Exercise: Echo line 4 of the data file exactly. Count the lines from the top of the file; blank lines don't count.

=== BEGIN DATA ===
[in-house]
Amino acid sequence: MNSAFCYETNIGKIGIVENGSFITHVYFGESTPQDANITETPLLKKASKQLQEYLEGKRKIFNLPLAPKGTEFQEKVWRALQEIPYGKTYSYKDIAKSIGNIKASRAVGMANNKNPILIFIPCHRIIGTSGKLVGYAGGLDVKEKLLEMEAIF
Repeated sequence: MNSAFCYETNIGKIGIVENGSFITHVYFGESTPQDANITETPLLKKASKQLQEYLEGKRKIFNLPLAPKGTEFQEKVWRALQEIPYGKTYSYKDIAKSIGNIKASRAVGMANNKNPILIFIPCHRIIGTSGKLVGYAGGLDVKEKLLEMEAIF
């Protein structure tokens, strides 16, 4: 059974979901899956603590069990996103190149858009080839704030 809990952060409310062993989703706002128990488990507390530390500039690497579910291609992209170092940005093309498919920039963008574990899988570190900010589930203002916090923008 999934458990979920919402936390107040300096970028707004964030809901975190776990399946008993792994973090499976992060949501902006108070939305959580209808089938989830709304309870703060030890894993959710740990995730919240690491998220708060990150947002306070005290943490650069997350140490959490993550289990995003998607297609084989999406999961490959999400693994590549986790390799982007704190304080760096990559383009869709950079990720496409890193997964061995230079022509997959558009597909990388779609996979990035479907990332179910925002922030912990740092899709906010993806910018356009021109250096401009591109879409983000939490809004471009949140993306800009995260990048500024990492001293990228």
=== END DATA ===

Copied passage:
């Protein structure tokens, strides 16, 4: 059974979901899956603590069990996103190149858009080839704030 809990952060409310062993989703706002128990488990507390530390500039690497579910291609992209170092940005093309498919920039963008574990899988570190900010589930203002916090923008 999934458990979920919402936390107040300096970028707004964030809901975190776990399946008993792994973090499976992060949501902006108070939305959580209808089938989830709304309870703060030890894993959710740990995730919240690491998220708060990150947002306070005290943490650069997350140490959490993550289990995003998607297609084989999406999961490959999400693994590549986790390799982007704190304080760096990559383009869709950079990720496409890193997964061995230079022509997959558009597909990388779609996979990035479907990332179910925002922030912990740092899709906010993806910018356009021109250096401009591109879409983000939490809004471009949140993306800009995260990048500024990492001293990228």